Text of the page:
Claims are denied by insurance companies daily for many different reasons. But one reason in particular, the Timely Filing Period denial, is certainly one that can and should be avoided at all costs. All insurance companies have a Timely Filing Period in regards to claims they receive must be received within a certain time period. The time period varies per insurance company and can be anywhere typically from 90 days to one year. Many state medicaid plans are 90 days, where as most traditional plans and PPOs are one year.
The most obvious and easiest way to avoid a Timely Filing denial is to make sure the insurance company receives the claim. Making sure the insurance has a claim sounds pretty simple, but in some cases, getting a claim to an insurance company is not so simple.
Unfortunately for most dentists, you have likely had Timely Filing denials. These continue to occur because of these 4 reasons:
- Clearinghouse Rejections
- Insurance Aging Reports Worked Inconsistently
- Multiple Claim Resubmissions
- No Follow Up
In sending electronic claims, you are utilizing a clearinghouse to get the claim from your software to the insurance company. The clearinghouse will not send claims to the insurance company if certain things are wrong with the claim; ie: DOB is incorrect, social security or ID number is incorrect, relationship status is incorrect, etc. These errors will show up in the clearinghouse and the claims need to be corrected in order for the insurance company to receive the claim.
Insurance Aging Reports Worked Inconsistently
As some dental practices have an insurance coordinator dedicated to posting insurance checks daily, others only have the tasks split amongst front desk and the office manager. The one duty that is often neglected is working the insurance aging report. This is a report that should be run and tracked by the dentist at least once per week. Someone in the office needs to be accountable for the insurance aging report. This means calling on claims daily and/or weekly instead of being overlooked. Inconsistent working of the insurance aging report is a recipe for Timely Filing denials.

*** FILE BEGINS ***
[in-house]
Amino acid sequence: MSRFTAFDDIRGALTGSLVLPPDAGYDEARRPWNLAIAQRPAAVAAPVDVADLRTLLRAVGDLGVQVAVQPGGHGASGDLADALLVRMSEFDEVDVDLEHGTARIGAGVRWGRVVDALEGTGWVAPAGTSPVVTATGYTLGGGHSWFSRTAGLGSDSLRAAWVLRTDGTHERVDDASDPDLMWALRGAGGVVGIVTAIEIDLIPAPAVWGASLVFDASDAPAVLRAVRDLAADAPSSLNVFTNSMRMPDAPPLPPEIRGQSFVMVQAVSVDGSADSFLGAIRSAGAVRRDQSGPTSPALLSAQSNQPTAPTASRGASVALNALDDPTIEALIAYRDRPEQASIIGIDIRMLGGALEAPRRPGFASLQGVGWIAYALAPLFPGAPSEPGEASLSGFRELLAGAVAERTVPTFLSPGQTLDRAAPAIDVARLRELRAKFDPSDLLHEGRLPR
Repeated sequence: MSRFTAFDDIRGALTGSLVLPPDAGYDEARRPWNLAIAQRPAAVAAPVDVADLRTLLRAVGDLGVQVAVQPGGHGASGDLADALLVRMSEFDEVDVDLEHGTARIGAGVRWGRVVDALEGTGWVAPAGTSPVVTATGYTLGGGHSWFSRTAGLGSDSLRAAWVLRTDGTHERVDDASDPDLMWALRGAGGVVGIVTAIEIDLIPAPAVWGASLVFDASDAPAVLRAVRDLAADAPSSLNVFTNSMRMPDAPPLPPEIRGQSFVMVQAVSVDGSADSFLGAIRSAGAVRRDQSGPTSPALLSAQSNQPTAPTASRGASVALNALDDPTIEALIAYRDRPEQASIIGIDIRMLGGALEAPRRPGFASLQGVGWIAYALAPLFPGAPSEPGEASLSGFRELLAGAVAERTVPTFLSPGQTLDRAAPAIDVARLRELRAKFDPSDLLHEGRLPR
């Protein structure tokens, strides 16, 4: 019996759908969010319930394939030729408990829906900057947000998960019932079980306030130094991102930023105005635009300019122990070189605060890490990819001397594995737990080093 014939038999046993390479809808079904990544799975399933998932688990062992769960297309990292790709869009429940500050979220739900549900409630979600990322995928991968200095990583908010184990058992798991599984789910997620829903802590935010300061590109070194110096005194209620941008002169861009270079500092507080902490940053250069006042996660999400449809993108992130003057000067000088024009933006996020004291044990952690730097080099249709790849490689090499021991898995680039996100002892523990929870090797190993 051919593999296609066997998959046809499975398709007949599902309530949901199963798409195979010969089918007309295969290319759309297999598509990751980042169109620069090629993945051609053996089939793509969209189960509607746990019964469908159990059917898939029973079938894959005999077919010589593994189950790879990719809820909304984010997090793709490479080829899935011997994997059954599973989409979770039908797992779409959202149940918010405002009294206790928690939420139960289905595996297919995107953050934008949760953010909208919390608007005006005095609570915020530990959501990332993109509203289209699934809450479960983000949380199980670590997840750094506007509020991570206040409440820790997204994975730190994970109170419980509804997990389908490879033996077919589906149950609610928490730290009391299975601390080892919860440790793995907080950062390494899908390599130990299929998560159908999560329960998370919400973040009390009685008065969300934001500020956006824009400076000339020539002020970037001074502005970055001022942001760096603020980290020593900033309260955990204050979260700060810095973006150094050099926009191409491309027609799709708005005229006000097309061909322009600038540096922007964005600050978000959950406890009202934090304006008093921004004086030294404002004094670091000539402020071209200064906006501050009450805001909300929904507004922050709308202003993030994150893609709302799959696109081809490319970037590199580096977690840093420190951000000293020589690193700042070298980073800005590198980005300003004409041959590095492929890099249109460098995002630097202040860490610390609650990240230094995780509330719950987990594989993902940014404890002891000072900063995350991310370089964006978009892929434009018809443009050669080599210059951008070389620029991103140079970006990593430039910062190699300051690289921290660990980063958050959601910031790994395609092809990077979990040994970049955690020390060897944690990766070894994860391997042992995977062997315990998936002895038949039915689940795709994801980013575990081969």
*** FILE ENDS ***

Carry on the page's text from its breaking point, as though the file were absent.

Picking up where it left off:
Multiple Claim Resubmissions
There is a difference between working the insurance aging report and just resubmitting claims.
One dentist I worked with told me her insurance coordinator worked the aging report every week and had 0 claims over 30 days. Collections were still down so I pulled the 30 day report.. No claims. I then pulled the 0 day report, and it was extensive. What I found was the insurance coordinator was resubmitting all the claims 5 and 6 times. One even got resubmitted 9 times. With the software she had, every time the claim was resubmitted, the tracking went back to 0 days. Any claim over 30 days would just be resubmitted and removed from the report before the report was given to the dentist.
As you can see from my previous experience, claims being resubmitted 5 or 6 times, or even 9 times, is not going to get claims paid. Without doing the research on why the claim is being denied, submitting the same exact claim will just get denied 5 or 6 times, or even 9 times. I always say “there’s a difference in working the insurance aging report and actually WORKING the insurance aging report.” And by this I mean, actually doing the research to find out why the claim was denied, correcting the issue, and getting the claim properly to the insurance company in a timely manner thus avoiding any Timely Filing denials.
No Follow Up
Timely Filings will certainly occur if there is No Follow Up. Having No Follow Up is the biggest mistake dental offices continue to make. It may be common knowledge that someone needs to be following up on your insurance aging report, but this continues to happen across the board in many dental practices today. The dentists, the office managers, the business owners need to hold someone accountable for diligently working the insurance aging reports. Without someone dedicated to this job, you will in fact have Timely Filing denials occurring regularly within your practice.
Davy Clay, MBA, CDC